Themed curriculums are top choices for middle-school students

Bluford Drew Jemison STEM top choice for students

Poly remains the popular choice for high schoolers

August 29, 2010|By Erica L. Green, The Baltimore Sun

Baltimore City schools that offer themed curriculums were the top choices of middle school students and their parents this year, the first time they were allowed to select alternatives to their neighborhood schools.

According to city school officials, Bluford Drew Jemison STEM Academy West attracted the most students who identified the science, technology, engineering and mathematics academy as their No. 1 choice.

"It seemed that the thing that was attractive is whether or not the school offers something that captures the interests and excitement of students," said Jonathan Brice, executive director for student support services. "Some schools are really articulating their themes, and parents are buying into it."

This was the first year for the "middle school choice" program, which allows some sixth-graders to choose their school — similar to what is offered to rising ninth-graders in the city. The program was approved by the school board in the spring after a request was made by Baltimore schools CEO Andrés Alonso.

Alonso made the proposal in January to expand the options of middle-schoolers, citing the need to create competition among schools and because "poor, urban parents should not be imprisoned by their geography."

"It's a principle we have embraced, because we believe every child has a right to a good school, and parents should have choices, irrespective of their means," Alonso said last week.

Brice said more than 2,300 students participated in the middle school choice program. Priority was given to about 2,000 fifth-grade students who did not attend an elementary school that includes up to eighth grade and would have attended a traditional middle school next year. Roughly 300 other students, including some who wanted to transfer from their current schools, also participated. Ninety percent of students were granted their first choice, Brice said.

The second-most-popular choice was the Stadium School, which has a project-driven curriculum. Ranking third was the Friendship Academy of Science and Technology, followed by Booker T. Washington Middle School, which has a fine arts focus. The Friendship Academy of Engineering and Technology rounded out the top five.

Over the past decade, the city has moved to give all eighth-graders a choice of high schools in an effort to break up many of the city's large neighborhood high schools.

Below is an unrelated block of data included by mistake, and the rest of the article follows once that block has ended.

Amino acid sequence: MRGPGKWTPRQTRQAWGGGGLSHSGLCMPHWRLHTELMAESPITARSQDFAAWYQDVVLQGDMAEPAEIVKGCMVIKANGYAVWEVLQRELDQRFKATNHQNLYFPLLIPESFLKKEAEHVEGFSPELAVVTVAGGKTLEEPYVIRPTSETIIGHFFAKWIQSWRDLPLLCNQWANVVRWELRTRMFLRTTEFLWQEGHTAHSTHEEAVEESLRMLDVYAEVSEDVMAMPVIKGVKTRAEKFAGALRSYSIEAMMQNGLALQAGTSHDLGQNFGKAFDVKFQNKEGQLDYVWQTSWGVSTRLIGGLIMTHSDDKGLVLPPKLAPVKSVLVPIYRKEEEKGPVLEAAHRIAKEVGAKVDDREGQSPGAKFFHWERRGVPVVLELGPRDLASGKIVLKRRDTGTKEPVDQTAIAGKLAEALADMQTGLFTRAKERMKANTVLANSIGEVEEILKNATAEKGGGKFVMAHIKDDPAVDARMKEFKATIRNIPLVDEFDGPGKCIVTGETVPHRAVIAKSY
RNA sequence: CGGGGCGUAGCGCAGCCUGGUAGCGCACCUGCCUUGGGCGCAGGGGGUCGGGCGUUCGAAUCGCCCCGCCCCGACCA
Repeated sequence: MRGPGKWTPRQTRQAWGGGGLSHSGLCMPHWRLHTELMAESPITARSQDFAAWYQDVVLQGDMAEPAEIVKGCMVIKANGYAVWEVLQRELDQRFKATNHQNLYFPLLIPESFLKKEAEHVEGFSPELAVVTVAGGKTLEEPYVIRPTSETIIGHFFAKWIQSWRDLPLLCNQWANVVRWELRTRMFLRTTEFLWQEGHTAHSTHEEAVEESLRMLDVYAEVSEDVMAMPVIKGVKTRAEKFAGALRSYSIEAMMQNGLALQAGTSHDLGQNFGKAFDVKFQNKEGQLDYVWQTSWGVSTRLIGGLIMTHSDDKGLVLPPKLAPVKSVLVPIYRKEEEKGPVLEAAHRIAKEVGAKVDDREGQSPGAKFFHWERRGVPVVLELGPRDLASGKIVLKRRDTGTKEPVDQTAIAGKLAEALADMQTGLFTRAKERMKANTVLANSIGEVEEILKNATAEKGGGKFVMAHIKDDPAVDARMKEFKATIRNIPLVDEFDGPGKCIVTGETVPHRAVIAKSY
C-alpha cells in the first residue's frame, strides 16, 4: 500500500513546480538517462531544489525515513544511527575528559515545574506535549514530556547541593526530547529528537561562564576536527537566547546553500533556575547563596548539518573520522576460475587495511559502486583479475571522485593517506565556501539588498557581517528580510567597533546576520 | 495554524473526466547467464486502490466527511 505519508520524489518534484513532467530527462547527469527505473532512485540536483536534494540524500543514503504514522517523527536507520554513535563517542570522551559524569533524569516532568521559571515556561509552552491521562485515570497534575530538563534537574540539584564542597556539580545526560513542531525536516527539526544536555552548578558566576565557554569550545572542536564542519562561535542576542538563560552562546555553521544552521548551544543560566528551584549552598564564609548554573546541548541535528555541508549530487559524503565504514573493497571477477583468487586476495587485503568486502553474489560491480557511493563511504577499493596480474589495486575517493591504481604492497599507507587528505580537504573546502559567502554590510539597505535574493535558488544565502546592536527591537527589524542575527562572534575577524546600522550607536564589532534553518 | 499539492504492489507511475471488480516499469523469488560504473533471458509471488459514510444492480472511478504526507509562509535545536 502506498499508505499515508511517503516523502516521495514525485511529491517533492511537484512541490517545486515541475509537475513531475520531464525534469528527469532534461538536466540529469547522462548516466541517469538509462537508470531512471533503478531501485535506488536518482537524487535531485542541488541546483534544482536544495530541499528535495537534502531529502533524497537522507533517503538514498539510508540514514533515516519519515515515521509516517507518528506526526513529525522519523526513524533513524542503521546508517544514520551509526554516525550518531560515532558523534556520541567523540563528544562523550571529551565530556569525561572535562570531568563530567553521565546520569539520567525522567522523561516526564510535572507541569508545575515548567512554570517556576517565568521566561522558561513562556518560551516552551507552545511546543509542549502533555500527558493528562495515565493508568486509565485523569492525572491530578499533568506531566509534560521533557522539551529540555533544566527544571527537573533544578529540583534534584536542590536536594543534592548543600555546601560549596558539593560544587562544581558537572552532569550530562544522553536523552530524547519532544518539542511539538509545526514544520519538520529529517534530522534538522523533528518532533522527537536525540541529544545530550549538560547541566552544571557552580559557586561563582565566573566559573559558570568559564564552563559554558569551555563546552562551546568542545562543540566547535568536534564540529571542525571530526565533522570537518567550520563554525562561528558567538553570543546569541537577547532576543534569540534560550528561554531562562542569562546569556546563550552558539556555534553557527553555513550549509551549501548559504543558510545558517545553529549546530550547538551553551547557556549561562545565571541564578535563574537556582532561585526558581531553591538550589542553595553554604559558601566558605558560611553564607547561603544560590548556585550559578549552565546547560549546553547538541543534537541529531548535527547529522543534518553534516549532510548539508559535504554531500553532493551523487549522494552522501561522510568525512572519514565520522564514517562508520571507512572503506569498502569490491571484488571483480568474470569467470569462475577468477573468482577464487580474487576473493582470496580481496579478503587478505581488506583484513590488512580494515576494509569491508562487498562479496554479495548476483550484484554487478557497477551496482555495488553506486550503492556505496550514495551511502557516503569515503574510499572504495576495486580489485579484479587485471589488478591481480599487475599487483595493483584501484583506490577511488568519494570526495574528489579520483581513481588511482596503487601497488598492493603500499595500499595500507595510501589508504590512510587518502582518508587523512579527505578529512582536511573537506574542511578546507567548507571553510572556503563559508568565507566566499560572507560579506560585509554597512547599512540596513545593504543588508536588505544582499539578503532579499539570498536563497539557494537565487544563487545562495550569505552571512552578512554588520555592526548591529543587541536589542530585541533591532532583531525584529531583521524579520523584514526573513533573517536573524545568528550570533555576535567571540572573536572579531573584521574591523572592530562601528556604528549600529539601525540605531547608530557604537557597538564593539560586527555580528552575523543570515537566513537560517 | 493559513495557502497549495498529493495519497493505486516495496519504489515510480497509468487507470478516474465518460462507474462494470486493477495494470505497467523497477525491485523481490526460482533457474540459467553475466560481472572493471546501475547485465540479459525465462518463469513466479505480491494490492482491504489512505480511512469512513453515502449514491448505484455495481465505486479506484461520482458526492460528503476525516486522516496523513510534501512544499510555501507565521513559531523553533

This year, Polytechnic Institute received the most first-choice votes from high school students. The second-most-popular high school was Digital Harbor High School, followed by City College, Coppin Academy, and Merganthaler Vocational-Technical High School.

"It doesn't surprise me," said Matthew Woolston, who will lead Polytechnic Institute this year while a nationwide search gets under way for a permanent principal. The school's longtime principal, Barney Wilson, was reassigned to Reginald F. Lewis High School for the coming school year.

"The school provides an excellent education," Woolston said, "and I believe that most parents want that for their children."

While the top choices of high school students reflect the reputations of some of the premier high schools in the city, the middle school choices show that, in addition to a nontraditional curriculum, parents also want to keep their students closer to home, Brice said. Sixty-seven percent of students chose to stay within their geographic quadrants of the city.

While the top-choice middle schools weren't among the highest performing — the schools' proficiency numbers on the Maryland School Assessments range from 7 percent in eighth-grade math to 79 percent proficiency in seventh-grade reading — they are at the center of grassroots efforts to engage students and provide an alternative to failing neighborhood schools.

Ron Shelley, principal of Stadium School, said he was humbled that his school was among the most popular. The school started in 1994 with 80 students and performed poorly for years. Shelley said that many thought it was an alternative school, "so it was really hard to get students to come." Stadium is now at 100 percent capacity for sixth grade.

The school, which pairs classroom instruction with projects for students to apply their knowledge, now has a student body of 340 and a waiting list of 100. In the past 10 years, Shelley said, 75 percent to 80 percent of its students have gone on to enroll in the city's premier high schools, including Dunbar, Western and City College.

"It's really a long time coming," he said. "We never really advertised our school; it was an evolution of word of mouth. It was really just building a consistent history of success in our academics, and developing students as a whole."

Brice said foreseeable glitches with the first year of the middle school choice process included higher demand for certain schools. He said certain schools may have to begin holding lotteries.

"We think it's a great problem to have," he said. "It will make our schools really focus on teaching and learning, and the level of teacher quality and engagement, so that they can be a drawing card."

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